I read a short story in Clarkesworld today. Brooke Wonders’ EVERYTHING MUST GO. It is equal parts delightful, odd, somber, and refreshing. The point of view of the story is delivered to us from the perspective of the house at 1414 Linden Drive; its feelings about the family that inhabits it, their issues, and the neighborhood’s foreclosure epidemic.

However, I take issue with how I described the setting of this story. It is so much more than the sentence above. The setting is the plot of the story is also the main character is also the protagonist and is also the antagonist.

The blue-gray house at 1414 Linden Dr. is afraid of the dark. The foreclosure crisis hit its neighborhood hard, and in house after house, lights wink out and never turn back on. The house at 1414 waits for new families to move in, and sometimes they do, but more often than not the owners abandon their property. Linden Drive grows increasingly desolate, and 1414 clings to the warmth and safety of its inhabitants, sure that it is too well-loved to be left behind.

Each family member is given a name, or rather, a label and this is how the house identifies and describes them. The mother is Needle, the father is Glass, the son is Bird, and the daughter is Paper. I liked how their names were simple yet deep in meaning. The characters acted in accordance, though not because house named them as such, but because the family members were those things that which labeled them.

The daughter at fourteen is a folded-up girl of elbows, knobby knees and angles a which-way. She loves origami, late into every night creasing out birds of paradise, pagodas, sea horses, and lotuses that trip from her fingertips. … The house thinks of the folded-up girl as Paper, and loves her.

What is striking is that the house wants nothing more than preservation — to keep things as they used to be — but all that the house can do is watch and observe and somehow, though I’m not quite clear if I’m correct on this, make the rooms smaller. Is this to keeps its occupants more secure? I’m not sure and is part of the beauty of this story: it doesn’t tell me what I am supposed to think or feel. I interpret it however I want with each reading; and with each reading I find that I think a little differently about it.

At first I really liked house. It loves the family inside. But as the story progresses and the family implodes emotionally, mentally, and physically, I found that my impression of the house changed. It was possessive, dangerous, and unstable.

The house wakes in the middle of the night to a boot kicking through the safety wall of the stairwell landing. It groans through every vertical beam. Glass stands on the stairs, lamplight refracted through him casting whiskey-colored cracks across the house’s interior. Needle’s splayed against the banister, eyes rimmed red with crying, her lip split bloody.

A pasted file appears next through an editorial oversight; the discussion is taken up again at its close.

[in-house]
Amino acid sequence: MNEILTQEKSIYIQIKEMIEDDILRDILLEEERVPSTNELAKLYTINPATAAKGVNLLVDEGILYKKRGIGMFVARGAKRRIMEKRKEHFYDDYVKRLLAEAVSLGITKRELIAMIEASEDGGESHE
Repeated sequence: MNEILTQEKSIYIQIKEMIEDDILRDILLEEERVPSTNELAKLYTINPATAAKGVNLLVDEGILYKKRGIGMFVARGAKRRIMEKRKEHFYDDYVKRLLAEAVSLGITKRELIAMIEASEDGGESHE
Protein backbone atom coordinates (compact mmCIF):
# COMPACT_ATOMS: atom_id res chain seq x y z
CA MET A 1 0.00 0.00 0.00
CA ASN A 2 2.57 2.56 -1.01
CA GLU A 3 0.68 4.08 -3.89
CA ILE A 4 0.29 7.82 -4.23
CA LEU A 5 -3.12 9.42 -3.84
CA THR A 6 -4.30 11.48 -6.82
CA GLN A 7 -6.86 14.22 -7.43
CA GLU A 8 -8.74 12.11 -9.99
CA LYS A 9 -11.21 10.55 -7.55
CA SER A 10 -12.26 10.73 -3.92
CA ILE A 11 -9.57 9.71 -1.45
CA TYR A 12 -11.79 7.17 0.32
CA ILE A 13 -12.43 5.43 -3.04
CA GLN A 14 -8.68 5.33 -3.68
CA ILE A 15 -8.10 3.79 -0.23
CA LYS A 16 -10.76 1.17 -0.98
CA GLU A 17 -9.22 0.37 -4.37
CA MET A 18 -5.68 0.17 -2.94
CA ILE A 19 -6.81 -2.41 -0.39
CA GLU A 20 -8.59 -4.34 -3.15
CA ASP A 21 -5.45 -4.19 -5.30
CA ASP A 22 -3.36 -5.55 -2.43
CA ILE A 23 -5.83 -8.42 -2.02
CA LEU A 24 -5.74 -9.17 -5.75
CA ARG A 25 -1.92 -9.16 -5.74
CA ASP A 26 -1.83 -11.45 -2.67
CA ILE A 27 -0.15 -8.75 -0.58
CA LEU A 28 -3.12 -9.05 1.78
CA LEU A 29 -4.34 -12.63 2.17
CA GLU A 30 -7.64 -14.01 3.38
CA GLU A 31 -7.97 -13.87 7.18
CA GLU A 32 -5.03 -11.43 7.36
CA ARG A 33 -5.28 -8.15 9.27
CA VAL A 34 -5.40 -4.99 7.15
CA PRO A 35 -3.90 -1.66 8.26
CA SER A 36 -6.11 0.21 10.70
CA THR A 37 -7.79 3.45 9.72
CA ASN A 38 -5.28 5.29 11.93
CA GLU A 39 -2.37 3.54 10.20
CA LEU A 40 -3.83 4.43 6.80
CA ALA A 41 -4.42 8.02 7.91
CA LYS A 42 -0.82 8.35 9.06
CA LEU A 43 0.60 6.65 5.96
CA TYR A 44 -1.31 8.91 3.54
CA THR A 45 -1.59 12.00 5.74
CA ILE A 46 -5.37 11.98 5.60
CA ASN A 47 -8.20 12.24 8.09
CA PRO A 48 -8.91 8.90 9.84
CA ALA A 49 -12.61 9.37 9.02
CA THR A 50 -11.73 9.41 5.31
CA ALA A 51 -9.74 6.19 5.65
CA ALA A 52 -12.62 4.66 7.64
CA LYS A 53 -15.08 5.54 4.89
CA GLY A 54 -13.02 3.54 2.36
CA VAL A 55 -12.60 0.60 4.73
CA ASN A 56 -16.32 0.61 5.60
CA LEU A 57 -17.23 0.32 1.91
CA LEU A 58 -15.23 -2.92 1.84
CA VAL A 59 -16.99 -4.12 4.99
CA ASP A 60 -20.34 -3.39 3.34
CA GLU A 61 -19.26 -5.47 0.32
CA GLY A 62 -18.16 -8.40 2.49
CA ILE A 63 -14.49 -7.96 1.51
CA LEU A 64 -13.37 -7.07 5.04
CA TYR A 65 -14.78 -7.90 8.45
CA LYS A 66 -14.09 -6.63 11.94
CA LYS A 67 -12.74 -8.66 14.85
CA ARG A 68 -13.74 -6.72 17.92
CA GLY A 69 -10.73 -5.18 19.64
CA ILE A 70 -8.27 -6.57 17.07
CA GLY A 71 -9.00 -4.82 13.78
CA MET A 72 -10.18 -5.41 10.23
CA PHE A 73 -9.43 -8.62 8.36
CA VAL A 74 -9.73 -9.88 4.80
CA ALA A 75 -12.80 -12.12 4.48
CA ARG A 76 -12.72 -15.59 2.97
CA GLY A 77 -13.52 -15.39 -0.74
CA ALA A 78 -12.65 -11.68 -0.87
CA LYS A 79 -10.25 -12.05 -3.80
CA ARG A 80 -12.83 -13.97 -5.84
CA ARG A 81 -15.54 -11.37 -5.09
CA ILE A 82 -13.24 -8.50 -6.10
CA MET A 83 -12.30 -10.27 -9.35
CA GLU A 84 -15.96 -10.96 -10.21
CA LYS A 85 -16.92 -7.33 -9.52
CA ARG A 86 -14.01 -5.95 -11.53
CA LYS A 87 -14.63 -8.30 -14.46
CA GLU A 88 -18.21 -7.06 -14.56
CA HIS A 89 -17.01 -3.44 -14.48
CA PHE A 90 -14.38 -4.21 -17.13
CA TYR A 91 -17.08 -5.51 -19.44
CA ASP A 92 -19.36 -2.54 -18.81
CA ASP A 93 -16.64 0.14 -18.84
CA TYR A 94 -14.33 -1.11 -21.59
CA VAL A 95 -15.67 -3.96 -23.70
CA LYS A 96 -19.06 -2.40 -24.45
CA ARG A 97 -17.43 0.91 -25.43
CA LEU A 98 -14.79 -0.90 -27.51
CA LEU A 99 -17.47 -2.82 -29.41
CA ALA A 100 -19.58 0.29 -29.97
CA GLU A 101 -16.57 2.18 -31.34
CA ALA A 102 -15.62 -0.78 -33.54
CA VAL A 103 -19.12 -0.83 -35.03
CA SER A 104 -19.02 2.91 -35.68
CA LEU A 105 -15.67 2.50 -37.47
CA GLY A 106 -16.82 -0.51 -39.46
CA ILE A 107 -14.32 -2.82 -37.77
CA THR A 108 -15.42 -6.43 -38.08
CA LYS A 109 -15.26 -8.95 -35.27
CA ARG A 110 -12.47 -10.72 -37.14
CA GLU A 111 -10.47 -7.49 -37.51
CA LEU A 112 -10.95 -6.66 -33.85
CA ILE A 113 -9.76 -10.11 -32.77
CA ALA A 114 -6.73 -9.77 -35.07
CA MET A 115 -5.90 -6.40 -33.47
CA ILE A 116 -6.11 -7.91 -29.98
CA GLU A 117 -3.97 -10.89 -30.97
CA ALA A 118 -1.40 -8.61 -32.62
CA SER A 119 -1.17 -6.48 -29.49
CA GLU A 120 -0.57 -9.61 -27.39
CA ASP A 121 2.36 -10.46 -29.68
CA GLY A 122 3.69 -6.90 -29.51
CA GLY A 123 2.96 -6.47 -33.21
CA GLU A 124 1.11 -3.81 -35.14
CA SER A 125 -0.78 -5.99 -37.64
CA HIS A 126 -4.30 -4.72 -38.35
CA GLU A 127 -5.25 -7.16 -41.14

The next morning, Glass spackles over the hole. The house, wounded, shrinks ever smaller. Does your room seem tinier than usual? Paper asks Bird one day. Bird nods, but they’ve gotten older and taller; they aren’t children anymore. The house is grateful for these excuses.

The family members literally, from the house’s flawed and emotional perspective, turn into the very objects that they were once loving labeled. The boy turns into a monstrous bird and deserts the house and the family. The mother fades into translucence before the girl wraps her up into a yarn mummy. The girl folds herself into a sheet of paper. It is only the father, Glass, and his actions that defy my theory: that the house has full control of this family. A poltergeist it is not. But a thread of connection exists between each family member and the house.

A yellow thread ties the boy to the house. The girl, having folded herself into one sheet of paper, still resides in the house as a note. The mother, Needle, whose fate is unclear to me, never leaves the house again; and the father, Glass, though he physically leaves before a lot of the strangeness settles in, it is his leaving that disrupts the balance of the house by leaving small, void-like, black-holes in his wake.

Glass’s exit left holes strewn everywhere—by the work bench in the garage, in front of the refrigerator, hovering over the couch in the den—and Needle keeps falling into them, a phenomenon that concerns the house. The teens generally avoid the holes, though they’ve accidentally created a few: Their dad has hidden bottles everywhere, and whenever they find one, it implodes into a new hole, reality warping around an empty center.

I found Ms. Wonders’ story provocative in a sense that had this story been told another way, say, from one of the children’s perspective, it certainly would not have had the same appeal to me as it does with it coming from an unreliable narrator.

And, like the title of this post, her prose, and story-telling snuck up on me in loud, surreal, yet susurrous manner.

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One thought on “Susurrus

  1. Delmer O. Underwood says:

    Their mother has her own workspace wherein she fashions elaborate textile art from found objects, fabric, and yarn. Lately, though, the house has noted a desperate loneliness threaded through her. Husband at work, kids at school, she fritters away her time following the soaps, crocheting blankets only to unravel them. She ties each member of the family to her via thick silken cords, cords whose color changes depending on her mood: crimson for anger, cerulean for disappointment, jet for possessiveness, silver for regret. The house lets these strings tangle throughout the hallways, following the arcing filaments from room to room. The house tries to warm to her, but she’s metal-cold, her voice scissor-sharp. The house fears her, and calls her Needle.

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